With data breach being a subject of increasingly prevalent
concern, there is an inherent value proposition in the
enhanced security of a decentralized blockchain network.
Once a node successfully solves the puzzle for a given block, it
broadcasts the results to all other nodes on the network which
independently verify the solution using simple math. If a consensus
is reached by the majority of nodes, the block is placed next in the
chain and permanently recorded on the network and time-stamped.
The successful miner is rewarded an amount of digital currency to
compensate the miner for its costs of verifying the transaction
(electricity and hardware). This particular process is referred to as
mining or proof-of-work but note that contemporary blockchains
are moving towards more efficient processes for validating blocks.
Why is blockchain technology valuable?
It’s secure. Unlike In a departure from classic conventional
computer networks in which a central database exists to which all
other nodes in the network connect, a blockchain is a decentralized
and distributed network with no central database. Each node in a
blockchain hosts its own copy of the master record of all activity
occurring on the network thereby eliminating the risk inherent in a
classic network containing a single point of failure. And given that
data breach is a subject of increasingly prevalent concern to financial institutions, large corporations (and us business lawyers), there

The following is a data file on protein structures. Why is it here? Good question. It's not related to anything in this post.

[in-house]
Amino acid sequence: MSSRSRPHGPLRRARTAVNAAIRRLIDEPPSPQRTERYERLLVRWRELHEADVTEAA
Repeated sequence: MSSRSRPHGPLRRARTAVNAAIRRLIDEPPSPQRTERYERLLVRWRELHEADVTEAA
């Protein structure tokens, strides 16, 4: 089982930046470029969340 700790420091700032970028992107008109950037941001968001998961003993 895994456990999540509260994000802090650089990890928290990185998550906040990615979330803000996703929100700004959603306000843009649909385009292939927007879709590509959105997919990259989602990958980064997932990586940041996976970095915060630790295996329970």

is an inherent value proposition in the enhanced security of a
It cuts out the middle man. A corollary to decentralization is disin-termediation. Theoretically, a blockchain can allow users to transact
with one another on a peer-to-peer basis without the need of trust
or intermediaries. The cost savings that this technology may realize
through the redundancy of escrow agents and other financial intermediaries is significant.
Legal Issues and Blockchain Assets
There is a lack of consensus on a definition for what blockchain
assets are. Fundamentally, blockchain assets exist as a state of
information stored within a database.
6 And while information is not
generally considered to be a form of property in Canadian law (with
the exception of intellectual property), blockchain assets are bits of
information that only the owner (i.e. the person with the private
key) can exercise exclusive control over, akin to private property.
Jurisdictions around the world take differing approaches to classifying these assets. In the Philippines, blockchain assets are remittances; in Japan, legal tender; in the United Sates, property or
7 But even if we agreed to classify these assets as a
form of intangible property, there would still be a number of legal
issues that would need to be addressed before blockchain assets can
be fully adopted in current market practices.
For instance, consider the need for financial lenders to be able to
perfect security interests over the blockchain assets of borrowers.
The Personal Property and Security Act (PPSA) establishes a
by entrepreneurs around the world to figure out what other problems